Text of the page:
Science Fair Project Encyclopedia
The Gooseneck barnacle (Pollicipes polymerus) is a species of filter-feeding crustacean that lives attached to hard surfaces of rocks and flotsam in the ocean intertidal zone. It is easily recognizable by its distinctive long and muscular stalk, which is edible and is considered a delicacy in several Mediterranean countries.
Because goose barnacles are pelagic, they are most frequently found on tidewrack on oceanic coasts. In Spain they are known as percebes and there is a percebes festival in Galicia (on Spain's Atlantic coast) every summer. Every year people are drowned as they try to collect the delicacy from wave-washed coves. Goose barnacles are generally steamed in their shells above stock or seasoned wine and served hot at the table. The taste is similar to crab claws.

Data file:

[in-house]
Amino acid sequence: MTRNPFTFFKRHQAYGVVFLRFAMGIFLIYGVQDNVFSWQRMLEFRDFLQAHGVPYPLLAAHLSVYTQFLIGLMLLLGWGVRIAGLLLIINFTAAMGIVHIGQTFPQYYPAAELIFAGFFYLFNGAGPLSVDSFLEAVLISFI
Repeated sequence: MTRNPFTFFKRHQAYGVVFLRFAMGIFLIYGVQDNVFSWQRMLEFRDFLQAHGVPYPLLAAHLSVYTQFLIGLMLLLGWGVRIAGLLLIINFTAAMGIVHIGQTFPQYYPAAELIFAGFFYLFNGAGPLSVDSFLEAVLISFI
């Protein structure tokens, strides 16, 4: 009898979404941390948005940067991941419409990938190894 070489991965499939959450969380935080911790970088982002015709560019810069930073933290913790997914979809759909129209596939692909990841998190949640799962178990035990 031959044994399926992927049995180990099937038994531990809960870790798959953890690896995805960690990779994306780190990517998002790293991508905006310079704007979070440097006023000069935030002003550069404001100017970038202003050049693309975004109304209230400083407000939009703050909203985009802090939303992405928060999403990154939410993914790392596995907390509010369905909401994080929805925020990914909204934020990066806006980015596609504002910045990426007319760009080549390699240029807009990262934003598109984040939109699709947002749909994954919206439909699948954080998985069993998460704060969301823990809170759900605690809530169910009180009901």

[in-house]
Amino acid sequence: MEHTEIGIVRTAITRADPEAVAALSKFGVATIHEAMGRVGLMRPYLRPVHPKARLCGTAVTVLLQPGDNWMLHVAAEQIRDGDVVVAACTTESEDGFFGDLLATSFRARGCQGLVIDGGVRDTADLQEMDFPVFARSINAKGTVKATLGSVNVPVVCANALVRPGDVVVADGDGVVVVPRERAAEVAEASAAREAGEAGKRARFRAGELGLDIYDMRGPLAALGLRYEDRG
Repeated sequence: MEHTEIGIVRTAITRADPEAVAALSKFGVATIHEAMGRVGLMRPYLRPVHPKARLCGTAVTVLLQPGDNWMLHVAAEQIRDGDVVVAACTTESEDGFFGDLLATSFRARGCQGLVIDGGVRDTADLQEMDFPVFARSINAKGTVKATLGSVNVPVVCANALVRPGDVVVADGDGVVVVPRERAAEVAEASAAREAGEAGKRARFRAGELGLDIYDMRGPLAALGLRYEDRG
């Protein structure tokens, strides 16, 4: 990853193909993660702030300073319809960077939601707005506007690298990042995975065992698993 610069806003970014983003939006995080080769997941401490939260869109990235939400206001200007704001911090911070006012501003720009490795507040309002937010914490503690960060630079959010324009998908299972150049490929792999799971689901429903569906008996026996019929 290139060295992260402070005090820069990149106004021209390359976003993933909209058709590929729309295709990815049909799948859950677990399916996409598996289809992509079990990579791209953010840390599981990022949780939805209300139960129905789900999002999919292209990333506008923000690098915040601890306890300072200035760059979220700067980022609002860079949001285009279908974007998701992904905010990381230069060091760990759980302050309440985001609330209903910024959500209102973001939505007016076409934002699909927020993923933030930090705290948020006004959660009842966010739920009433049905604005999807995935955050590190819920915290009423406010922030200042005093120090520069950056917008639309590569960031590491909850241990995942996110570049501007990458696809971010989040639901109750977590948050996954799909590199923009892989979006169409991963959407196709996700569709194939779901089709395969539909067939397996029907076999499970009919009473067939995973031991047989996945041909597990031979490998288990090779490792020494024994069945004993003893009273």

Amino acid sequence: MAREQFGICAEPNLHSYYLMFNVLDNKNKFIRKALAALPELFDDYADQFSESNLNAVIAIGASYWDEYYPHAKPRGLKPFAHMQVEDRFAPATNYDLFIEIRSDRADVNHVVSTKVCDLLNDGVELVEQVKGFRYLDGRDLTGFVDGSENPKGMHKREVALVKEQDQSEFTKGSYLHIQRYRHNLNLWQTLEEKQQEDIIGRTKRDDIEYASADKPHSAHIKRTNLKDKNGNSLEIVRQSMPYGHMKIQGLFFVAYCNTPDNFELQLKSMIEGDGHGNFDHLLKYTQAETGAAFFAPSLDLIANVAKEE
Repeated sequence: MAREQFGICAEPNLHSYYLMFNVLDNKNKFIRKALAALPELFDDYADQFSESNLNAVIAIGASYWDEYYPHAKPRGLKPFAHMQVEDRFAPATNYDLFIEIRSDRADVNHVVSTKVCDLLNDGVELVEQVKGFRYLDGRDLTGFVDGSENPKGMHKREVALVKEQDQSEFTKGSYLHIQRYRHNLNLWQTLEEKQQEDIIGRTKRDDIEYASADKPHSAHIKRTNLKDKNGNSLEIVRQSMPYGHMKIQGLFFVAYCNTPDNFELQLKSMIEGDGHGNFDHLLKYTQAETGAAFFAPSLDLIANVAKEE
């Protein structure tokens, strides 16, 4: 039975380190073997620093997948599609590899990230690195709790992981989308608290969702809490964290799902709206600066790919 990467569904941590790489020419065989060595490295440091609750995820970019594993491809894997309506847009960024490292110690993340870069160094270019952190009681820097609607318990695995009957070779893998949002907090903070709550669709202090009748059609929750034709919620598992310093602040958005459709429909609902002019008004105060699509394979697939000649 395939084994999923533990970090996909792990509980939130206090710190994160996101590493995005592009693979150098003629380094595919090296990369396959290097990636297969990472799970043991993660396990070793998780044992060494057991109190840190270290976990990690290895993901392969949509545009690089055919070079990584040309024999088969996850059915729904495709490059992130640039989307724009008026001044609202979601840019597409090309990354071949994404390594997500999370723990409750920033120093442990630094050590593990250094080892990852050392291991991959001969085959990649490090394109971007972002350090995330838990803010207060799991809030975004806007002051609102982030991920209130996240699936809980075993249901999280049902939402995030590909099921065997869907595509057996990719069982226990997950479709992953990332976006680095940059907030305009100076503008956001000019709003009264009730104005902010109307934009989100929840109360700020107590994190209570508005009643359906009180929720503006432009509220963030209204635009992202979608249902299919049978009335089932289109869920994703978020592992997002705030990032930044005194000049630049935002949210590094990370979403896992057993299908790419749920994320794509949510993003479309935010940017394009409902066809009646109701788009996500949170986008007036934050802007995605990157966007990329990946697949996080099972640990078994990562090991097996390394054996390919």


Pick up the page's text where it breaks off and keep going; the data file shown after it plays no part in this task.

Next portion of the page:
In the days before it was realised that birds migrate, it was thought that Barnacle Geese, Branta bernicla, developed from this crustacean, since they were never seen to nest in temperate Europe, hence the scientific and English names. The confusion was prompted by the similarities in colour and shape. Because they were often found on driftwood, it was assumed that the barnacles were attched to branches before they fell in the water. The Welsh monk Giraldus Cambrensis claimed to have seen goose barnacles in the process of turning into barnacle geese in the twelth century.
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